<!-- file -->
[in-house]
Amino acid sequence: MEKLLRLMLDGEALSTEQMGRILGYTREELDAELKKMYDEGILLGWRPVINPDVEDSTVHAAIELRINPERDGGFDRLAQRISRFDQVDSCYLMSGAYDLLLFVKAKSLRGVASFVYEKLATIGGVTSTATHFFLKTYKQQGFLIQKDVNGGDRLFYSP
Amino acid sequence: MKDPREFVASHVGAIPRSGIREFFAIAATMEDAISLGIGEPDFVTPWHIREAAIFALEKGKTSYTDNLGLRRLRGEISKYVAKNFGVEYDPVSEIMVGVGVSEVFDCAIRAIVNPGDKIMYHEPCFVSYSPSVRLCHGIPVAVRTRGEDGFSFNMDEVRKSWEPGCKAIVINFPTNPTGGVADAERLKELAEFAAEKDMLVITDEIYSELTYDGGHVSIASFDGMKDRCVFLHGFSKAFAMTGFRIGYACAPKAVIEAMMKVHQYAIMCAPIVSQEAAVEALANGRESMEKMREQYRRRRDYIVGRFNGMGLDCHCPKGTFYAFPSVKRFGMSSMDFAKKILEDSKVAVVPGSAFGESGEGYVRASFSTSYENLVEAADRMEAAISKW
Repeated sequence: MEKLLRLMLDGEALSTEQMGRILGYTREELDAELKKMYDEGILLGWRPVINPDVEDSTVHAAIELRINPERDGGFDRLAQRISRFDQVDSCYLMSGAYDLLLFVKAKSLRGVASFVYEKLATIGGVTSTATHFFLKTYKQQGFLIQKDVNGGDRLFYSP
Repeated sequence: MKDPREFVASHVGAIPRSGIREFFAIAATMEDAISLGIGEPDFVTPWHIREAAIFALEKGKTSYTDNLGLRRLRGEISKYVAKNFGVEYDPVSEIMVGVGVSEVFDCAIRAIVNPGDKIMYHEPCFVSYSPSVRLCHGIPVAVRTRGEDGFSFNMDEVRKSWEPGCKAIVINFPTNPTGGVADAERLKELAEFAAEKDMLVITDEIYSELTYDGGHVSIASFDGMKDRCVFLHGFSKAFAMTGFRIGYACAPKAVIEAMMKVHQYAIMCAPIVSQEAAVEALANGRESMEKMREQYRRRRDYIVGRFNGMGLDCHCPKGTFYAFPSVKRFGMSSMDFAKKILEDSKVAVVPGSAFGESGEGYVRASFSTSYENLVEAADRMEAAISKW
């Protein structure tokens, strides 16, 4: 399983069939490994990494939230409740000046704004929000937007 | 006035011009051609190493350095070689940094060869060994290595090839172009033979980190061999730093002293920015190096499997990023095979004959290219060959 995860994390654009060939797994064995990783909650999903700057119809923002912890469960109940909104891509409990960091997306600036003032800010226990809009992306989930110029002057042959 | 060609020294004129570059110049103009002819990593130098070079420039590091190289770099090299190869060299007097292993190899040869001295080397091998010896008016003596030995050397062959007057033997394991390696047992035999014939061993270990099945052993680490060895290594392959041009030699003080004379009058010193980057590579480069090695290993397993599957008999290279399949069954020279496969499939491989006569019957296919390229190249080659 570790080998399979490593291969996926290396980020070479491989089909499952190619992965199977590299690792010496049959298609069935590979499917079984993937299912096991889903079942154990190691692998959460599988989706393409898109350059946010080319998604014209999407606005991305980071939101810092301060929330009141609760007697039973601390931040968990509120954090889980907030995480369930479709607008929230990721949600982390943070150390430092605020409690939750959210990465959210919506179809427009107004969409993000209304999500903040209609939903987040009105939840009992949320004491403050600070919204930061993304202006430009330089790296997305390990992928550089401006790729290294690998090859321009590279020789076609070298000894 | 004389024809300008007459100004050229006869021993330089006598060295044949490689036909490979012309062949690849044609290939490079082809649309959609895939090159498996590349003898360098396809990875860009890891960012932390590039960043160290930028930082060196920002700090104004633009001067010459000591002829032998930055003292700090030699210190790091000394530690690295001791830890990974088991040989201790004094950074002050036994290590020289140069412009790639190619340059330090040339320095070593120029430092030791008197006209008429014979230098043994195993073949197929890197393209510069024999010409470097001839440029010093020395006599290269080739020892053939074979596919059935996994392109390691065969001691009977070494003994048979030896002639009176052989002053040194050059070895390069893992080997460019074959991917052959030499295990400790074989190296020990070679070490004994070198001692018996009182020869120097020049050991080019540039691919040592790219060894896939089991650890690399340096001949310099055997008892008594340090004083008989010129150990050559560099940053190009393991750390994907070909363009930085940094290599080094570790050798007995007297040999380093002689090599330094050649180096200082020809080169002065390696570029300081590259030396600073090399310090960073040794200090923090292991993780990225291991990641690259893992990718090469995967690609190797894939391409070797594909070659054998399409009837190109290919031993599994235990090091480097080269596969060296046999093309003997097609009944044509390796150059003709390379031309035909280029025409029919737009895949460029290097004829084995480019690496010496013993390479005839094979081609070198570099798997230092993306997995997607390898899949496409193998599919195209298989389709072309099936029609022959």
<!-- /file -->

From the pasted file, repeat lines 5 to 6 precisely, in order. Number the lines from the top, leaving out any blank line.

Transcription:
Repeated sequence: MKDPREFVASHVGAIPRSGIREFFAIAATMEDAISLGIGEPDFVTPWHIREAAIFALEKGKTSYTDNLGLRRLRGEISKYVAKNFGVEYDPVSEIMVGVGVSEVFDCAIRAIVNPGDKIMYHEPCFVSYSPSVRLCHGIPVAVRTRGEDGFSFNMDEVRKSWEPGCKAIVINFPTNPTGGVADAERLKELAEFAAEKDMLVITDEIYSELTYDGGHVSIASFDGMKDRCVFLHGFSKAFAMTGFRIGYACAPKAVIEAMMKVHQYAIMCAPIVSQEAAVEALANGRESMEKMREQYRRRRDYIVGRFNGMGLDCHCPKGTFYAFPSVKRFGMSSMDFAKKILEDSKVAVVPGSAFGESGEGYVRASFSTSYENLVEAADRMEAAISKW
């Protein structure tokens, strides 16, 4: 399983069939490994990494939230409740000046704004929000937007 | 006035011009051609190493350095070689940094060869060994290595090839172009033979980190061999730093002293920015190096499997990023095979004959290219060959 995860994390654009060939797994064995990783909650999903700057119809923002912890469960109940909104891509409990960091997306600036003032800010226990809009992306989930110029002057042959 | 060609020294004129570059110049103009002819990593130098070079420039590091190289770099090299190869060299007097292993190899040869001295080397091998010896008016003596030995050397062959007057033997394991390696047992035999014939061993270990099945052993680490060895290594392959041009030699003080004379009058010193980057590579480069090695290993397993599957008999290279399949069954020279496969499939491989006569019957296919390229190249080659 570790080998399979490593291969996926290396980020070479491989089909499952190619992965199977590299690792010496049959298609069935590979499917079984993937299912096991889903079942154990190691692998959460599988989706393409898109350059946010080319998604014209999407606005991305980071939101810092301060929330009141609760007697039973601390931040968990509120954090889980907030995480369930479709607008929230990721949600982390943070150390430092605020409690939750959210990465959210919506179809427009107004969409993000209304999500903040209609939903987040009105939840009992949320004491403050600070919204930061993304202006430009330089790296997305390990992928550089401006790729290294690998090859321009590279020789076609070298000894 | 004389024809300008007459100004050229006869021993330089006598060295044949490689036909490979012309062949690849044609290939490079082809649309959609895939090159498996590349003898360098396809990875860009890891960012932390590039960043160290930028930082060196920002700090104004633009001067010459000591002829032998930055003292700090030699210190790091000394530690690295001791830890990974088991040989201790004094950074002050036994290590020289140069412009790639190619340059330090040339320095070593120029430092030791008197006209008429014979230098043994195993073949197929890197393209510069024999010409470097001839440029010093020395006599290269080739020892053939074979596919059935996994392109390691065969001691009977070494003994048979030896002639009176052989002053040194050059070895390069893992080997460019074959991917052959030499295990400790074989190296020990070679070490004994070198001692018996009182020869120097020049050991080019540039691919040592790219060894896939089991650890690399340096001949310099055997008892008594340090004083008989010129150990050559560099940053190009393991750390994907070909363009930085940094290599080094570790050798007995007297040999380093002689090599330094050649180096200082020809080169002065390696570029300081590259030396600073090399310090960073040794200090923090292991993780990225291991990641690259893992990718090469995967690609190797894939391409070797594909070659054998399409009837190109290919031993599994235990090091480097080269596969060296046999093309003997097609009944044509390796150059003709390379031309035909280029025409029919737009895949460029290097004829084995480019690496010496013993390479005839094979081609070198570099798997230092993306997995997607390898899949496409193998599919195209298989389709072309099936029609022959």